re?ected by the physical device or software object respec
HMI display. However, if the A/I determines that some data
can be read 650, the data will be processed 630 and rendered
necessarily represent a linear relationship whereby the
45
present invention contemplates rendering data in any suitable
format, including but not limited to static images, interactive
images, etc.) For example, text can include written instruction
greater the Zoom level, the greater amount of process point
values are exposed. The process points can be associated with
substantially any level of Zoom and allow the data to be
displayed in whatever fashion the user desires. Arti?cial intel
ligence (not shown) can be utiliZed to infer a default Zoom
such as speci?c pages from a user manual or a written value 50 level based on past Zoom levels chosen by a user.
representing a process point. Similarly, video rendering can
Initially, data is entered into the HMI 710 and rendered
include video instruction to an HMI user or can illustrate a
based on a default Zoom level 720. After a user chooses a
process function that is currently taking place. Audio format
Zoom level 730 data is rendered 740-760 based on the
ting can refer to a sound signifying a certain condition within
assigned Zoom level chosen by the user. This methodology is
the system, or can be an audible instruction to the user to take 55 bene?cial in a display wherein a plurality of process points
action. Additionally, the present invention can employ text
exist that do not require exposure to the user at substantially
to-speech capabilities whereby, for example, values of pro
the same time. Some HMI displays inherently require data to
be exposed as the user “drills down” into each display. For
cess points can be spoken to a user in a language of the user’ s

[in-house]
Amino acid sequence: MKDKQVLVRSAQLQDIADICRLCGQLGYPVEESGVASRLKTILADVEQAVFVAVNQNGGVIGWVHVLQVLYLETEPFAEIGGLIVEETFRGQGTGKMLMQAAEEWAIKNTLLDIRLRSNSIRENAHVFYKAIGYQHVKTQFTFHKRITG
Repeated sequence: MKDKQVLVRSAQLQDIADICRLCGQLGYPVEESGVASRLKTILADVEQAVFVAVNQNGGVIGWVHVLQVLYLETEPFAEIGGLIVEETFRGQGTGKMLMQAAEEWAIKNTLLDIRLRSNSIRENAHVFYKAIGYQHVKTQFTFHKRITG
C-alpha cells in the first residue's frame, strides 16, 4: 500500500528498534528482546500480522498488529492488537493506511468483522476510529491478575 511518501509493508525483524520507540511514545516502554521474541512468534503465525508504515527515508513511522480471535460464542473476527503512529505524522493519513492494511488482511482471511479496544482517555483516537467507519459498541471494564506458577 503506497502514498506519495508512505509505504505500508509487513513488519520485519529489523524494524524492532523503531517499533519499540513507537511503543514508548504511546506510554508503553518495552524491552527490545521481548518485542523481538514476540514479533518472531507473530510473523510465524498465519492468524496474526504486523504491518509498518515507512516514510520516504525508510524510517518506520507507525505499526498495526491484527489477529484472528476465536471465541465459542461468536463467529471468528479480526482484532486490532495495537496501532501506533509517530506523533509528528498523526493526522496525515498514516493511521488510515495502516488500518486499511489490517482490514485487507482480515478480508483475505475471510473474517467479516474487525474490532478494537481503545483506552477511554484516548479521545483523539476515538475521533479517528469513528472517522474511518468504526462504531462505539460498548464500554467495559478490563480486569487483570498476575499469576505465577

choice (e.g., “The ?uid temperature in mixing vessel number
three is one hundred eighty degrees Celsius.”).
Furthermore, this aspect of the invention provides for
example, an initial screen in an HMI can show an entire plant
60
?oor which does not necessitate exposing the value of every
process point when viewing an initial screen. However, as the
determining sub-formats of data, which can include, but are
user selects disparate Zoom levels associated with for
not limited to, ANSI, UNICODE, fonts, 3-D text, mp3, .wav,
jpeg, mpeg, etc. For example, a particular device may be
example each speci?c production line and each physical
capable of an audio ?le in .wav format but not in mp3 format.
The present invention can recogniZe a device’s rendering
limitations with respect to, for example, graphical, video,
device associated with the line, the values of each process
65
point can be exposed to the user. The Zoom level and associ
ated data can be assigned in order to facilitate rendering of
data when a certain Zoom level is selected.
US 7,925,611 B1
14
13
objects 811, 821, 831 in an HMI after physical devices 810,
server being utiliZed. Next, the system would poll the network
containing the physical devices and determine what IP
addresses were assigned to each component. For example, if
820, 830 are connected to the HMI. Further, the SOG is
the OPC server were employed to communicate to Ethernet,
associated with arti?cial intelligence (A/I) techniques (not
substantially all IP addresses associated with each physical
device would be determined and compiled in the HMI. After
ward, the IP addresses and location of each device would be
referenced together to determine what device existed at that
address. The software object associated with the device is
Turning now to FIG. 8, a system 800 illustrates software